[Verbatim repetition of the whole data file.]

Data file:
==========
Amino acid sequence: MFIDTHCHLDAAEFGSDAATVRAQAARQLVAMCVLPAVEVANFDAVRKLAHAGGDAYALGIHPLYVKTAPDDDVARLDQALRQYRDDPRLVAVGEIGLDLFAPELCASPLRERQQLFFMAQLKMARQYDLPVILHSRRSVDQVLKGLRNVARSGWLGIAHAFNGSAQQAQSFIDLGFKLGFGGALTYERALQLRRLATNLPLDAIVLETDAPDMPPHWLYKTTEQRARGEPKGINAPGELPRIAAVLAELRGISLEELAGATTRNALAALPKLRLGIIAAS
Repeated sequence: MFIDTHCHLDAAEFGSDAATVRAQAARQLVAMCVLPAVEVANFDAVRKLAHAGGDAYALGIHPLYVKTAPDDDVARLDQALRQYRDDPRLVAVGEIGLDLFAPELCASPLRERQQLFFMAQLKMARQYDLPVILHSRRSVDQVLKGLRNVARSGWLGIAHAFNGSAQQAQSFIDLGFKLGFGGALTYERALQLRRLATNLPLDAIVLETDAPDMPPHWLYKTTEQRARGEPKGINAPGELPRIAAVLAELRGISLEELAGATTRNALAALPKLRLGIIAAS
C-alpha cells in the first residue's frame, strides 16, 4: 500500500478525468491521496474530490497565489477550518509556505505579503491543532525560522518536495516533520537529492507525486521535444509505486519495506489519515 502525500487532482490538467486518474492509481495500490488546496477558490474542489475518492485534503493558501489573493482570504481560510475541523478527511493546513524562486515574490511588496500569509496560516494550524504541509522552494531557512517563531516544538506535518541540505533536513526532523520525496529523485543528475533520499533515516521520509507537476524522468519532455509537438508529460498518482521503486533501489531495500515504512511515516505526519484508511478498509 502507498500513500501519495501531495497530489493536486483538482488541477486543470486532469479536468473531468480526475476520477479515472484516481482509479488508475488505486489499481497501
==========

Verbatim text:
Amino acid sequence: MFIDTHCHLDAAEFGSDAATVRAQAARQLVAMCVLPAVEVANFDAVRKLAHAGGDAYALGIHPLYVKTAPDDDVARLDQALRQYRDDPRLVAVGEIGLDLFAPELCASPLRERQQLFFMAQLKMARQYDLPVILHSRRSVDQVLKGLRNVARSGWLGIAHAFNGSAQQAQSFIDLGFKLGFGGALTYERALQLRRLATNLPLDAIVLETDAPDMPPHWLYKTTEQRARGEPKGINAPGELPRIAAVLAELRGISLEELAGATTRNALAALPKLRLGIIAAS
Repeated sequence: MFIDTHCHLDAAEFGSDAATVRAQAARQLVAMCVLPAVEVANFDAVRKLAHAGGDAYALGIHPLYVKTAPDDDVARLDQALRQYRDDPRLVAVGEIGLDLFAPELCASPLRERQQLFFMAQLKMARQYDLPVILHSRRSVDQVLKGLRNVARSGWLGIAHAFNGSAQQAQSFIDLGFKLGFGGALTYERALQLRRLATNLPLDAIVLETDAPDMPPHWLYKTTEQRARGEPKGINAPGELPRIAAVLAELRGISLEELAGATTRNALAALPKLRLGIIAAS
C-alpha cells in the first residue's frame, strides 16, 4: 500500500478525468491521496474530490497565489477550518509556505505579503491543532525560522518536495516533520537529492507525486521535444509505486519495506489519515 502525500487532482490538467486518474492509481495500490488546496477558490474542489475518492485534503493558501489573493482570504481560510475541523478527511493546513524562486515574490511588496500569509496560516494550524504541509522552494531557512517563531516544538506535518541540505533536513526532523520525496529523485543528475533520499533515516521520509507537476524522468519532455509537438508529460498518482521503486533501489531495500515504512511515516505526519484508511478498509 502507498500513500501519495501531495497530489493536486483538482488541477486543470486532469479536468473531468480526475476520477479515472484516481482509479488508475488505486489499481497501